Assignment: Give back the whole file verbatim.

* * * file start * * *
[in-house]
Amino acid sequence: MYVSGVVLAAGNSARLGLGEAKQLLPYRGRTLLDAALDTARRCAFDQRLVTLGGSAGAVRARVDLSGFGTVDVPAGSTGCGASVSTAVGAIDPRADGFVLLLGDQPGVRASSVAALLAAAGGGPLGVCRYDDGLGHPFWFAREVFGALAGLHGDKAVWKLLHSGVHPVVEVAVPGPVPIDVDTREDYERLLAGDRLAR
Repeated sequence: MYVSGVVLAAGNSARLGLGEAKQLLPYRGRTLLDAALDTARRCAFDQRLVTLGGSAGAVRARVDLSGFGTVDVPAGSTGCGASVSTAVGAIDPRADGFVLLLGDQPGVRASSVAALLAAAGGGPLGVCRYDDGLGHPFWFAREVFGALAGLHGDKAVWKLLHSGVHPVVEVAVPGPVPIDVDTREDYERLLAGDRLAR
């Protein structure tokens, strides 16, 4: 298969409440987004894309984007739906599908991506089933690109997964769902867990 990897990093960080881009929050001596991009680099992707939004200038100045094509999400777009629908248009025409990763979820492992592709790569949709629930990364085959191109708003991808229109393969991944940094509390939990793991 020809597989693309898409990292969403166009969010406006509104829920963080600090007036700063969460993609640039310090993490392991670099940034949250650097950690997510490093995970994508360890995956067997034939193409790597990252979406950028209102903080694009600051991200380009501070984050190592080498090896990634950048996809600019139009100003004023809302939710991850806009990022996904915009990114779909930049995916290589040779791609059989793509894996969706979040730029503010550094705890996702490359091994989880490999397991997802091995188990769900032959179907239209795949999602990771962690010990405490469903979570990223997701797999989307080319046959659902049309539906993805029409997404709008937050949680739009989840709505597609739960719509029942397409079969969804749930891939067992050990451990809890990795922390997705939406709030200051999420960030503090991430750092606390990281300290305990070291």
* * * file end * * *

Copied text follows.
[in-house]
Amino acid sequence: MYVSGVVLAAGNSARLGLGEAKQLLPYRGRTLLDAALDTARRCAFDQRLVTLGGSAGAVRARVDLSGFGTVDVPAGSTGCGASVSTAVGAIDPRADGFVLLLGDQPGVRASSVAALLAAAGGGPLGVCRYDDGLGHPFWFAREVFGALAGLHGDKAVWKLLHSGVHPVVEVAVPGPVPIDVDTREDYERLLAGDRLAR
Repeated sequence: MYVSGVVLAAGNSARLGLGEAKQLLPYRGRTLLDAALDTARRCAFDQRLVTLGGSAGAVRARVDLSGFGTVDVPAGSTGCGASVSTAVGAIDPRADGFVLLLGDQPGVRASSVAALLAAAGGGPLGVCRYDDGLGHPFWFAREVFGALAGLHGDKAVWKLLHSGVHPVVEVAVPGPVPIDVDTREDYERLLAGDRLAR
């Protein structure tokens, strides 16, 4: 298969409440987004894309984007739906599908991506089933690109997964769902867990 990897990093960080881009929050001596991009680099992707939004200038100045094509999400777009629908248009025409990763979820492992592709790569949709629930990364085959191109708003991808229109393969991944940094509390939990793991 020809597989693309898409990292969403166009969010406006509104829920963080600090007036700063969460993609640039310090993490392991670099940034949250650097950690997510490093995970994508360890995956067997034939193409790597990252979406950028209102903080694009600051991200380009501070984050190592080498090896990634950048996809600019139009100003004023809302939710991850806009990022996904915009990114779909930049995916290589040779791609059989793509894996969706979040730029503010550094705890996702490359091994989880490999397991997802091995188990769900032959179907239209795949999602990771962690010990405490469903979570990223997701797999989307080319046959659902049309539906993805029409997404709008937050949680739009989840709505597609739960719509029942397409079969969804749930891939067992050990451990809890990795922390997705939406709030200051999420960030503090991430750092606390990281300290305990070291």